Category: Autoimmune rheumatologic diseases
Psoriatic Arthitis (PsA) is a chronic inflammatory arthritis affecting up to 30% of patients with psoriasis. Immune factors, especially T cells, are involved in PsA. We used mass cytometry to profile proteins on circulating immune cells in active and inactive patients with Psoriatic Arthritis.
Blood from adults PsA patients with active (n=15) or inactive disease (n=13), and from patients with active Rheumatoid Arthritis (RA, n=14) was fixed with Proteomic Stabilizer (Smart Tube) and frozen at -80oC. After thawing and red cell lysis, surface and intracellular antigens were stained using metal-labeled antibodies (Fluidigm). Cells were acquired on a Helios CyTOF instrument and data analyzed using FlowJo and VisNE (Cytobank). Statistical analysis was performed using GraphPad Prism.
The frequencies of activated CD8 T cells (CD38+HLA-DR+), and classical (CD14+CD16-) monocytes were elevated in active versus inactive PsA patients. Higher frequency of T regulatory cells, defined as CD4+CD127lowCD25highFoxP3+, was found in active PsA versus active RA.
Levels of phosphorylated STAT3 (pSTAT3) was elevated in total CD4+ T cells in active PsA, and in the Th1, Th2, Th17 and Treg CD4+ T cell subsets. pSTAT3 was also elevated in CD14+CD16- monocytes from active versus inactive PsA patients.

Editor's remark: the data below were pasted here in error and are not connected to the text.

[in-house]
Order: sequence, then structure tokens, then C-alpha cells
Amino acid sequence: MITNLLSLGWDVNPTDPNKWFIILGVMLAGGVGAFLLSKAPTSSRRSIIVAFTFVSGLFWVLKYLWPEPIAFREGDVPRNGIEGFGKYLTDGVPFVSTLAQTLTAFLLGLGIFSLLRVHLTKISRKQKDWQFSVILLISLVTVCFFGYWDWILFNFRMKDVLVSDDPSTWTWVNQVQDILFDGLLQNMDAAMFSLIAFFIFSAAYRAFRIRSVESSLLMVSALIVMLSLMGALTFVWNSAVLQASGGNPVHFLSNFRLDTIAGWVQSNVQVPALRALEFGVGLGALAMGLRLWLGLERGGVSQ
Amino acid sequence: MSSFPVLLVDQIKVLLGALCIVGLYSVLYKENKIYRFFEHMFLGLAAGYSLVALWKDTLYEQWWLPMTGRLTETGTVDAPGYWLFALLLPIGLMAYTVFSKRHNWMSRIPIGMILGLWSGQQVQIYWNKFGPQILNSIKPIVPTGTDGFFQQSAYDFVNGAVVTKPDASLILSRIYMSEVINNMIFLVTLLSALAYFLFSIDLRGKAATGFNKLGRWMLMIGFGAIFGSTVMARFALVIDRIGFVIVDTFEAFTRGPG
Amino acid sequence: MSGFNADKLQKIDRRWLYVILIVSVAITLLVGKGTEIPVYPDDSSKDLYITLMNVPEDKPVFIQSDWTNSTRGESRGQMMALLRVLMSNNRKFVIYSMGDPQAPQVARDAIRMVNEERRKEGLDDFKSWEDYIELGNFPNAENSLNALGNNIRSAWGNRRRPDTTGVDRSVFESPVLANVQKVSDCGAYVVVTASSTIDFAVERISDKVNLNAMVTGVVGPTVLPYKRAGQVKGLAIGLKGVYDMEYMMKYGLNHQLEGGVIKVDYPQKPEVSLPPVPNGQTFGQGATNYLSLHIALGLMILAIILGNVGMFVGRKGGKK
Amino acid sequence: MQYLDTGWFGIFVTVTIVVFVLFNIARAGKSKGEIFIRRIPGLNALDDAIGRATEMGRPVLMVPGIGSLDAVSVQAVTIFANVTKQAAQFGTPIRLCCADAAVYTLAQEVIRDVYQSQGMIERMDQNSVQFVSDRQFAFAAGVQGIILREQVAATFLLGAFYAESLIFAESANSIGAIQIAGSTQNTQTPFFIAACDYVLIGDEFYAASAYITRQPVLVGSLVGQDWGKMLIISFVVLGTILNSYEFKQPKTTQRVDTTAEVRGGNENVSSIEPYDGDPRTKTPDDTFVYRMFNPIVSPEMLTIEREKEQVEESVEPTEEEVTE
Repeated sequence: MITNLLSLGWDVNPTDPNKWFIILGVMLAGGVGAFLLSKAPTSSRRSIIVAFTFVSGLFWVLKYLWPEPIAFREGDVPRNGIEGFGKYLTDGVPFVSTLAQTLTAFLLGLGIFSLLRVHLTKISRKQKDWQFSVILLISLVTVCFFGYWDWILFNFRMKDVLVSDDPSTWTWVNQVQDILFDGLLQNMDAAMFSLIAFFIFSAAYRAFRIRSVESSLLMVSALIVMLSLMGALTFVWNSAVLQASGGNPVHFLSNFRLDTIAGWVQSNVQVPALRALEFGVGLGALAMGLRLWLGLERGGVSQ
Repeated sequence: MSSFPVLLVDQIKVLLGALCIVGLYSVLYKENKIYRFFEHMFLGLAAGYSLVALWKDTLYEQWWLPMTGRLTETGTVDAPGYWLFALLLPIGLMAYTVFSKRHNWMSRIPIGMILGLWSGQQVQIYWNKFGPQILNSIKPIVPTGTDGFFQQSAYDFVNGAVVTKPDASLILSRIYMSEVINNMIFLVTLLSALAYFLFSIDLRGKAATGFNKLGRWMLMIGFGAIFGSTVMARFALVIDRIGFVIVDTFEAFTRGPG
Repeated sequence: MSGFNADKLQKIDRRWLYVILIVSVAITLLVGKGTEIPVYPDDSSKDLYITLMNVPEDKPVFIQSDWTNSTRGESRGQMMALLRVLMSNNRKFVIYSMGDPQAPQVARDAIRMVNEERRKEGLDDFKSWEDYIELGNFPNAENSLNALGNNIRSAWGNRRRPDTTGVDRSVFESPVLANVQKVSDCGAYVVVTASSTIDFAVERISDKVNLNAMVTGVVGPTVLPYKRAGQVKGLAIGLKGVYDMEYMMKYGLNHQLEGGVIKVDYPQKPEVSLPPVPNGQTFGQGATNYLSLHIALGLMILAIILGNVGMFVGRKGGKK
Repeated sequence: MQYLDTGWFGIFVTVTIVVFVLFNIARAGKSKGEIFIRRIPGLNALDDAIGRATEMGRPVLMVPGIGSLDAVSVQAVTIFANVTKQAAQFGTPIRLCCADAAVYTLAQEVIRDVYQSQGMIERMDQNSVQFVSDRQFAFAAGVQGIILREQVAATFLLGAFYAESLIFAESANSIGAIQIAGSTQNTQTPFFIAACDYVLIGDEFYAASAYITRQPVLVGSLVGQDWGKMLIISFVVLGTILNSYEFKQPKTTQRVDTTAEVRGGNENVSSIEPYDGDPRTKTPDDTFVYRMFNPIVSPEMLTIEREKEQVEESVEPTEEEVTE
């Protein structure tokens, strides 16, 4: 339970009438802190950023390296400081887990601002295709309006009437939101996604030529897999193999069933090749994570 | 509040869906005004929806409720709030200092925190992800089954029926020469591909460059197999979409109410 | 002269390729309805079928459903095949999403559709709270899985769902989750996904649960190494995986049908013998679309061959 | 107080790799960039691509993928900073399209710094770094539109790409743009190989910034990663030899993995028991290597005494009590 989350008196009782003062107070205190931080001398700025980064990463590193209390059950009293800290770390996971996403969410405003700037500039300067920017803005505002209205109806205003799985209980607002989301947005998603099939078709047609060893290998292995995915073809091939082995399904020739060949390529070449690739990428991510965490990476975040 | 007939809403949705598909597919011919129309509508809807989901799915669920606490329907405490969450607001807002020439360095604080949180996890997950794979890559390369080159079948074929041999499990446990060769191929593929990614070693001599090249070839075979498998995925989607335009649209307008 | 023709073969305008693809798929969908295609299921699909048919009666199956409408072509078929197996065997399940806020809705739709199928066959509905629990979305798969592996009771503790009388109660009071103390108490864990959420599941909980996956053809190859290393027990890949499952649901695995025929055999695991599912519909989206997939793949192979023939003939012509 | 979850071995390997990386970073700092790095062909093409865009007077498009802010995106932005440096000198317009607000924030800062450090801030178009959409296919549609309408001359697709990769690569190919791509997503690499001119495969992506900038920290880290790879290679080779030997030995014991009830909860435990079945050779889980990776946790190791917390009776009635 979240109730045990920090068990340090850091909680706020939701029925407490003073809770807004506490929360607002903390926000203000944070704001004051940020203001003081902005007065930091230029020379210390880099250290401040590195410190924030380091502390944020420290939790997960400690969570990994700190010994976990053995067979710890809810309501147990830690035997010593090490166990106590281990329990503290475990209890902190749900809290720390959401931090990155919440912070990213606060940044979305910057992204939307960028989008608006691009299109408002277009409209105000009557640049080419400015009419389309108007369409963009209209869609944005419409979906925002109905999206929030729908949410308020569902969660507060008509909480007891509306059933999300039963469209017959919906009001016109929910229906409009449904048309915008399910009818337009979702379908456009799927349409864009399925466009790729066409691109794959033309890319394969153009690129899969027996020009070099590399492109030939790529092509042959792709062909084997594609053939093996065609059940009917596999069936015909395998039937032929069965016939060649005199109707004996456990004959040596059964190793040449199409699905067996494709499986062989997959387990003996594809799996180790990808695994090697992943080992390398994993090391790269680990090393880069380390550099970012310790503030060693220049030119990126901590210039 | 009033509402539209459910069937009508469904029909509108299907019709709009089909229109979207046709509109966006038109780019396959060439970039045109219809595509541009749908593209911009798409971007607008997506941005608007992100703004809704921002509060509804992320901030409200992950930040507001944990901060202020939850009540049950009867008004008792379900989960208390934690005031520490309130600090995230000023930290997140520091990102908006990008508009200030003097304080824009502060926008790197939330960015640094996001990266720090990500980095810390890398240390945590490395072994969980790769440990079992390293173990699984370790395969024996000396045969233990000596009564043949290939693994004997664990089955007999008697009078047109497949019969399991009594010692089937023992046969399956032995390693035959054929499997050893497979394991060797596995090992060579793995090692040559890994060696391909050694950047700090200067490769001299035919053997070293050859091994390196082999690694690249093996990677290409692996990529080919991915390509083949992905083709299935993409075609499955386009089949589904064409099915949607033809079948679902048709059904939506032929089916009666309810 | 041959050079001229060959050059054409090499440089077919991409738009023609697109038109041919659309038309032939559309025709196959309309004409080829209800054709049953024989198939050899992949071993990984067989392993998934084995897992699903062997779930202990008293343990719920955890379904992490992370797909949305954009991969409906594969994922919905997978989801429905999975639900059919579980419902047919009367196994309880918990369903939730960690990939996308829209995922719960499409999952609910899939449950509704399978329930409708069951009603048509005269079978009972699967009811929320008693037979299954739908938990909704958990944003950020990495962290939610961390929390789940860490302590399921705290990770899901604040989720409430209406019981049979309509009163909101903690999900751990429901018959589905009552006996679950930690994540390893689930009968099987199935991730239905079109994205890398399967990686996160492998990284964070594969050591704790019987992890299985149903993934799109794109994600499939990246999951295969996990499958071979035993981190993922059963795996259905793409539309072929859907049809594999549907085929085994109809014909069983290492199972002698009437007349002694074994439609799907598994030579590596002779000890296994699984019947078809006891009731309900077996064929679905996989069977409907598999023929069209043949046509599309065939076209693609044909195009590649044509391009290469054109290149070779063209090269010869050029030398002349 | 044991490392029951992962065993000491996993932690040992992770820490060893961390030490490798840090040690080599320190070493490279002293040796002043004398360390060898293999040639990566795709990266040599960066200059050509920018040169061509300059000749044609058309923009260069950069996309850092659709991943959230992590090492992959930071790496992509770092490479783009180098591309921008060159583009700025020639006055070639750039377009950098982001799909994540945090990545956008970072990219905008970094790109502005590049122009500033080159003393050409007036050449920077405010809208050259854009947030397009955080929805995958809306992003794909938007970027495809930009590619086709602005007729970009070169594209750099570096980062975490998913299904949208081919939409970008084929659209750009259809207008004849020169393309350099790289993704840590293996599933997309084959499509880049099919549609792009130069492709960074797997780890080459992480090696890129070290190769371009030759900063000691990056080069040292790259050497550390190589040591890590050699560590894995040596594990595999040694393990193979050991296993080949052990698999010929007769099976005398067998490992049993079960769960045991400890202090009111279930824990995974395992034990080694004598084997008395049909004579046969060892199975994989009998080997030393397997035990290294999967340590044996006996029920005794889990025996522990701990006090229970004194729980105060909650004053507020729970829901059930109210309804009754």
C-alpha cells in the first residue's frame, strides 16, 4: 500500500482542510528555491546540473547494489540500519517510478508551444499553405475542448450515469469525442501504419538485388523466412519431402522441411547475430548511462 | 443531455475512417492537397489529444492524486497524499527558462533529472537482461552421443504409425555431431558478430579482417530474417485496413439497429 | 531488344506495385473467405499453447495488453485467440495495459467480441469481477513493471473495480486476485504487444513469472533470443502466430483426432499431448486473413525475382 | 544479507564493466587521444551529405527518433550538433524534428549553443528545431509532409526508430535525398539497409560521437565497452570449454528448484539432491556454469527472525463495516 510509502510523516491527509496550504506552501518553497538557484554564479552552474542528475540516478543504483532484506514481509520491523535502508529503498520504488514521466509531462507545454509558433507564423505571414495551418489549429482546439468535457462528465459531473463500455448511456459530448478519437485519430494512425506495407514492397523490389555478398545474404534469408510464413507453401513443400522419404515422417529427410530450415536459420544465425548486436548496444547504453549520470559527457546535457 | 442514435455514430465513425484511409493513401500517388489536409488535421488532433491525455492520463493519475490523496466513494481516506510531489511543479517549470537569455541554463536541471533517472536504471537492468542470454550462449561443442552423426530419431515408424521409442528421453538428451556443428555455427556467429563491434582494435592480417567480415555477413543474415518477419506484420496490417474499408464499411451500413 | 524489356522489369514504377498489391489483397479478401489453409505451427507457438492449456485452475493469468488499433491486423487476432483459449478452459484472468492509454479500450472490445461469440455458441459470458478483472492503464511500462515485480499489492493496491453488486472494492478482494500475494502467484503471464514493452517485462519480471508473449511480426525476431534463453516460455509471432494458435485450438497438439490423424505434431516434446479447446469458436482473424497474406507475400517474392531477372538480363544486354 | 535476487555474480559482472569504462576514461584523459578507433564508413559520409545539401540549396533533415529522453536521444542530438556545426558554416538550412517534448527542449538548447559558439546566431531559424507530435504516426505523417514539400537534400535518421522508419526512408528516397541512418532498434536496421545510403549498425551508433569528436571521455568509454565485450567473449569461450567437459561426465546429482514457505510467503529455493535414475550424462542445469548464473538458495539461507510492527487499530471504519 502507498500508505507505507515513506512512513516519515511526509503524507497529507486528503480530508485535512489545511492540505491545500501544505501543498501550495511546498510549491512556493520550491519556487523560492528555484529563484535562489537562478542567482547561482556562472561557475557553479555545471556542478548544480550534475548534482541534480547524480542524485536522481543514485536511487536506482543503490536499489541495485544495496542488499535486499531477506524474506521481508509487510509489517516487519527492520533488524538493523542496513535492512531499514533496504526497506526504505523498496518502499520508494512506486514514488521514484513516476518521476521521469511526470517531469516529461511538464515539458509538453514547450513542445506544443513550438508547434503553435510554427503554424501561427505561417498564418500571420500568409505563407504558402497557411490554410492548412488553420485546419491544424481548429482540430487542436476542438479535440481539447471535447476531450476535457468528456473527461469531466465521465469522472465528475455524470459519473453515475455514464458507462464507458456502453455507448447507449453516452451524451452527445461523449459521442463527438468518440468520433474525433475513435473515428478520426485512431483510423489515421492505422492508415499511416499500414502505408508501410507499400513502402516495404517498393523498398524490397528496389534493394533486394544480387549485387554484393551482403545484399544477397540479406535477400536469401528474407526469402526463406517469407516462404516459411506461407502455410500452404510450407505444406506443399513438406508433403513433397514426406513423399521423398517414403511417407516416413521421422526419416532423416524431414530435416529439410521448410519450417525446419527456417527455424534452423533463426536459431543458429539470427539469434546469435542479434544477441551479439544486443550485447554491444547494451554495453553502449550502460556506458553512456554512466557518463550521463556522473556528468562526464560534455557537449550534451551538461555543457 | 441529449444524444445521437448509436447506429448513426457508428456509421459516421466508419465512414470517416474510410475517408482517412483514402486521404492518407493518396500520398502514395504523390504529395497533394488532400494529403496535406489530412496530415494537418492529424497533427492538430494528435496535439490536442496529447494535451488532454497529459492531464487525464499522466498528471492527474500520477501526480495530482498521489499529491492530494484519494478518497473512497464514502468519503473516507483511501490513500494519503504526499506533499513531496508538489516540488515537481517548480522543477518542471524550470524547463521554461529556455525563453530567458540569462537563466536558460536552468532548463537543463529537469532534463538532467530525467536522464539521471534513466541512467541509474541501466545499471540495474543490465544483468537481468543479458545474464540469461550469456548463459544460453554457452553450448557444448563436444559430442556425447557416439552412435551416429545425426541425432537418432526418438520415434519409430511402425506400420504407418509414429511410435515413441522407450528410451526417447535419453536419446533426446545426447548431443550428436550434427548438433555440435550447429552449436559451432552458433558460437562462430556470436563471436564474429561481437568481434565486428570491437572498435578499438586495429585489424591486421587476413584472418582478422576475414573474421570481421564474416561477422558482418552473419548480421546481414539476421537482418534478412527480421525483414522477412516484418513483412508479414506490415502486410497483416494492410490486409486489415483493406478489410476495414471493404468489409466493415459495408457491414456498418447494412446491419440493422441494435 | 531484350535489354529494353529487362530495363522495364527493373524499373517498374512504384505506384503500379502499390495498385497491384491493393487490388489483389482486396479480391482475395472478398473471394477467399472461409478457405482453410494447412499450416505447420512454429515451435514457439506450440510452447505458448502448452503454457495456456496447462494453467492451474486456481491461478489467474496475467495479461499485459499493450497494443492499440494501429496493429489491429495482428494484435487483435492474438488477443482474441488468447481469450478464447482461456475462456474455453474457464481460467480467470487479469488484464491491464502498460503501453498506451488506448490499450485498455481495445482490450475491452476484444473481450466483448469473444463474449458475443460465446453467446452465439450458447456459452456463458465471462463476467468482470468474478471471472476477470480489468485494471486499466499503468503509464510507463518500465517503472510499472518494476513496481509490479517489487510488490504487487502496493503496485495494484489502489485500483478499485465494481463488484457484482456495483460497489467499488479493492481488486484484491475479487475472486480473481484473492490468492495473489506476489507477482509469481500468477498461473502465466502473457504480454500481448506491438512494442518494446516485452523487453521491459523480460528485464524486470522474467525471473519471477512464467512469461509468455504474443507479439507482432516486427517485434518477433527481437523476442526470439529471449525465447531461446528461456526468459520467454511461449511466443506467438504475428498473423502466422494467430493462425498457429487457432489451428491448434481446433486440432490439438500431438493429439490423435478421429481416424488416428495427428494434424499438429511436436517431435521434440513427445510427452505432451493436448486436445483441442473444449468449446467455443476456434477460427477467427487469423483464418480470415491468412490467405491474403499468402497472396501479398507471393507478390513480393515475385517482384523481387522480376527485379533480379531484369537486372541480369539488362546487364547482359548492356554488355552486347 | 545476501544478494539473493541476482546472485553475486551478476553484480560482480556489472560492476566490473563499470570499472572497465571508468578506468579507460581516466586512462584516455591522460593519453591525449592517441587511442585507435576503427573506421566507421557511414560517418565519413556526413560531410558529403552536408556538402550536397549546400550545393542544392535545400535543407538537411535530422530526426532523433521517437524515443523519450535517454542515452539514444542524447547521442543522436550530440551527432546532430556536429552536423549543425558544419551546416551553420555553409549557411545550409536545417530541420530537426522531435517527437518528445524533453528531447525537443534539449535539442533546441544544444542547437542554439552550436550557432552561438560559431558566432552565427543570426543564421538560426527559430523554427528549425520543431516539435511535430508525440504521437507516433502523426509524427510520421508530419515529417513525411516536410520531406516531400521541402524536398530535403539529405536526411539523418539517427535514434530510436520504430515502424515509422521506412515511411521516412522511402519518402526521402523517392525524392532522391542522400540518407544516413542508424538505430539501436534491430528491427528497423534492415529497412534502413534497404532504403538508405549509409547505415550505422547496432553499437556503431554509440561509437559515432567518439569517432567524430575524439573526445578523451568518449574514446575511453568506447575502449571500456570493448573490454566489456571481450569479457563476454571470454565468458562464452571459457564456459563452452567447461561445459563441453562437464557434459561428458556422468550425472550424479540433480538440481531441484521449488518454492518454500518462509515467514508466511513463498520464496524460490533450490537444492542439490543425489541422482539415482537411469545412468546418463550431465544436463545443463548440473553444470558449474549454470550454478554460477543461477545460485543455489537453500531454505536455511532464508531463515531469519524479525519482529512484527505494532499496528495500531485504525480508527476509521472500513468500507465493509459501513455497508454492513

Elevated pSTAT3 is associated with active PsA in comparison to inactive PsA in CD4+ T cells. Recent mouse studies showed that overexpression of STAT3 in CD4+ T cells was sufficient to elicit all the major characteristics of PsA, reinforcing a potential role for STAT3 signaling in the promotion of an inflammatory environment in PsA.
Claudia Macaubas– Department of Pediatrics, Human Gene Therapy at the Lucile Salter Packard Children’s Hospital, Stanford school of medicine, Stanford, CA, USA
Shamma Rahman– Department of Pediatrics, Human Gene Therapy at the Lucile Salter Packard Children’s Hospital, Stanford school of medicine, Stanford, CA, USA
Devy Zisman– Rheumatology Unit Carmel Medical Center and Ruth and Bruce Faculty of Medicine Technion Haifa, Israel
Elizabeth Mellins– Professor, Department of Pediatrics, Human Gene Therapy at the Lucile Salter Packard Children’s Hospital, Stanford school of medicine, Stanford, CA, USA